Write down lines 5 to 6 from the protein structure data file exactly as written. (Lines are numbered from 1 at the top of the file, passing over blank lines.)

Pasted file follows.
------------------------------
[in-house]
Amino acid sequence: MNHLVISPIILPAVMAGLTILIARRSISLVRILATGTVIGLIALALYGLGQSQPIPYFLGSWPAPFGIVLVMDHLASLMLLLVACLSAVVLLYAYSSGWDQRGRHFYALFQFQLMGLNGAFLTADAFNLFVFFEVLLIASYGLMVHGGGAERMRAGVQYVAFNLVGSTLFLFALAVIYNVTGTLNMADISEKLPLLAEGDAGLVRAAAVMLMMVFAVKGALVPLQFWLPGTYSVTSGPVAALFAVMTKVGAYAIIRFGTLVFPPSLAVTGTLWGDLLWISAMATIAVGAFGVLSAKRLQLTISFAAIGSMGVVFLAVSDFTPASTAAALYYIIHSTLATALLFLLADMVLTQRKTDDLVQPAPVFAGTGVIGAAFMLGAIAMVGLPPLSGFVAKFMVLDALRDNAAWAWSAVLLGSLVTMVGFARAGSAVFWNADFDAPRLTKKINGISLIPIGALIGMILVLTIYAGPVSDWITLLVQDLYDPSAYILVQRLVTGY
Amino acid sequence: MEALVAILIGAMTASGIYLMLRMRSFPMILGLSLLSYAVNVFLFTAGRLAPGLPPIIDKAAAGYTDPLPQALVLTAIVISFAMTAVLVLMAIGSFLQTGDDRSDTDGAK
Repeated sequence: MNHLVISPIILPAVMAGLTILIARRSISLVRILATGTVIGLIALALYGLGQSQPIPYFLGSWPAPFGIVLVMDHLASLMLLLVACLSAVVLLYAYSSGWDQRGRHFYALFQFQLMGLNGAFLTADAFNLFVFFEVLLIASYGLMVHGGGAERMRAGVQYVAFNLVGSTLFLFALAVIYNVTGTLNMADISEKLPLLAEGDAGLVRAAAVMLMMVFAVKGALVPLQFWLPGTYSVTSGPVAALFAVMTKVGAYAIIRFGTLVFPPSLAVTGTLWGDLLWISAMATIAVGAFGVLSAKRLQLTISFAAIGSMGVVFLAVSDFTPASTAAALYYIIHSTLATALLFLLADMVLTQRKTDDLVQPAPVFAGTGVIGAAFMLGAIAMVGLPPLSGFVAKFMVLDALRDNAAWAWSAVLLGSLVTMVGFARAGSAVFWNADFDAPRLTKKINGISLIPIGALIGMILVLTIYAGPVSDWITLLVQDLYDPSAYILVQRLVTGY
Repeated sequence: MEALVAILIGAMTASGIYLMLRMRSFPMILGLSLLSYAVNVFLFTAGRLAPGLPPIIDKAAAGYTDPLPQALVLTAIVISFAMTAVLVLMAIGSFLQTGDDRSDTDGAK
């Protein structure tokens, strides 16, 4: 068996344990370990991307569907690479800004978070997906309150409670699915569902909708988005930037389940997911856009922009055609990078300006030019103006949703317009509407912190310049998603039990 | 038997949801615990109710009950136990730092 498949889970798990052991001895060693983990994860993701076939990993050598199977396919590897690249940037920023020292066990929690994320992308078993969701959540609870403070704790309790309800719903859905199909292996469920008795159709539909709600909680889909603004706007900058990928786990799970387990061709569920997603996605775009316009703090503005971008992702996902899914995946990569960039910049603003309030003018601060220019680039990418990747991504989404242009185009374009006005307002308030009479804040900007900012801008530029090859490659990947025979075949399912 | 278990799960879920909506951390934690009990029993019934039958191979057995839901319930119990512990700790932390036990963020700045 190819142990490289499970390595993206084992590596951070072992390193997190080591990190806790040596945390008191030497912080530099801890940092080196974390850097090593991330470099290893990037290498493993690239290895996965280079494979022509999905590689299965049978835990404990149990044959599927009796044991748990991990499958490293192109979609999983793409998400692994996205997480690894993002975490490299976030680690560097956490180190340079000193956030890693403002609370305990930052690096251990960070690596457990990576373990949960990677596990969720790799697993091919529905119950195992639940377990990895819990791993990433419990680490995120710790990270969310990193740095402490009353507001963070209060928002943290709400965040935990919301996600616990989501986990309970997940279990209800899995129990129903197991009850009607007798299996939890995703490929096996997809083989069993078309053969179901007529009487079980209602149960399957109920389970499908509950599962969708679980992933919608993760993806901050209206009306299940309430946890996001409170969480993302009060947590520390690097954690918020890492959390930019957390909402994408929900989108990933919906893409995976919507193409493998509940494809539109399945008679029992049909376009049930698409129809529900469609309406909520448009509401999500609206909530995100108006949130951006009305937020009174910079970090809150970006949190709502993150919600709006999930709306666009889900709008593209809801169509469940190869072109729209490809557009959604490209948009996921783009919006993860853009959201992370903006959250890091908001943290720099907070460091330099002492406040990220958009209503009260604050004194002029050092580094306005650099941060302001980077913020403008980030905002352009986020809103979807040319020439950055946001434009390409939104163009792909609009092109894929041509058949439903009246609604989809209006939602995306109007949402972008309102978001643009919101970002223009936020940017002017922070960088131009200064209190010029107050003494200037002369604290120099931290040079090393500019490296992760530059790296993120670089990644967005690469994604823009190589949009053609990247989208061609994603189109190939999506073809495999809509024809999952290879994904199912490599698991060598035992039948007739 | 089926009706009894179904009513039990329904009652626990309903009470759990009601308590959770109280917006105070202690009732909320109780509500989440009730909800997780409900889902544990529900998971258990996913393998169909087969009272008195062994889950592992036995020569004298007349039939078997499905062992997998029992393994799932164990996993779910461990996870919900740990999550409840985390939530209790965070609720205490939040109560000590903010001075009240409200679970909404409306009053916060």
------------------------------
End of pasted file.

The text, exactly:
Repeated sequence: MEALVAILIGAMTASGIYLMLRMRSFPMILGLSLLSYAVNVFLFTAGRLAPGLPPIIDKAAAGYTDPLPQALVLTAIVISFAMTAVLVLMAIGSFLQTGDDRSDTDGAK
């Protein structure tokens, strides 16, 4: 068996344990370990991307569907690479800004978070997906309150409670699915569902909708988005930037389940997911856009922009055609990078300006030019103006949703317009509407912190310049998603039990 | 038997949801615990109710009950136990730092 498949889970798990052991001895060693983990994860993701076939990993050598199977396919590897690249940037920023020292066990929690994320992308078993969701959540609870403070704790309790309800719903859905199909292996469920008795159709539909709600909680889909603004706007900058990928786990799970387990061709569920997603996605775009316009703090503005971008992702996902899914995946990569960039910049603003309030003018601060220019680039990418990747991504989404242009185009374009006005307002308030009479804040900007900012801008530029090859490659990947025979075949399912 | 278990799960879920909506951390934690009990029993019934039958191979057995839901319930119990512990700790932390036990963020700045 190819142990490289499970390595993206084992590596951070072992390193997190080591990190806790040596945390008191030497912080530099801890940092080196974390850097090593991330470099290893990037290498493993690239290895996965280079494979022509999905590689299965049978835990404990149990044959599927009796044991748990991990499958490293192109979609999983793409998400692994996205997480690894993002975490490299976030680690560097956490180190340079000193956030890693403002609370305990930052690096251990960070690596457990990576373990949960990677596990969720790799697993091919529905119950195992639940377990990895819990791993990433419990680490995120710790990270969310990193740095402490009353507001963070209060928002943290709400965040935990919301996600616990989501986990309970997940279990209800899995129990129903197991009850009607007798299996939890995703490929096996997809083989069993078309053969179901007529009487079980209602149960399957109920389970499908509950599962969708679980992933919608993760993806901050209206009306299940309430946890996001409170969480993302009060947590520390690097954690918020890492959390930019957390909402994408929900989108990933919906893409995976919507193409493998509940494809539109399945008679029992049909376009049930698409129809529900469609309406909520448009509401999500609206909530995100108006949130951006009305937020009174910079970090809150970006949190709502993150919600709006999930709306666009889900709008593209809801169509469940190869072109729209490809557009959604490209948009996921783009919006993860853009959201992370903006959250890091908001943290720099907070460091330099002492406040990220958009209503009260604050004194002029050092580094306005650099941060302001980077913020403008980030905002352009986020809103979807040319020439950055946001434009390409939104163009792909609009092109894929041509058949439903009246609604989809209006939602995306109007949402972008309102978001643009919101970002223009936020940017002017922070960088131009200064209190010029107050003494200037002369604290120099931290040079090393500019490296992760530059790296993120670089990644967005690469994604823009190589949009053609990247989208061609994603189109190939999506073809495999809509024809999952290879994904199912490599698991060598035992039948007739 | 089926009706009894179904009513039990329904009652626990309903009470759990009601308590959770109280917006105070202690009732909320109780509500989440009730909800997780409900889902544990529900998971258990996913393998169909087969009272008195062994889950592992036995020569004298007349039939078997499905062992997998029992393994799932164990996993779910461990996870919900740990999550409840985390939530209790965070609720205490939040109560000590903010001075009240409200679970909404409306009053916060």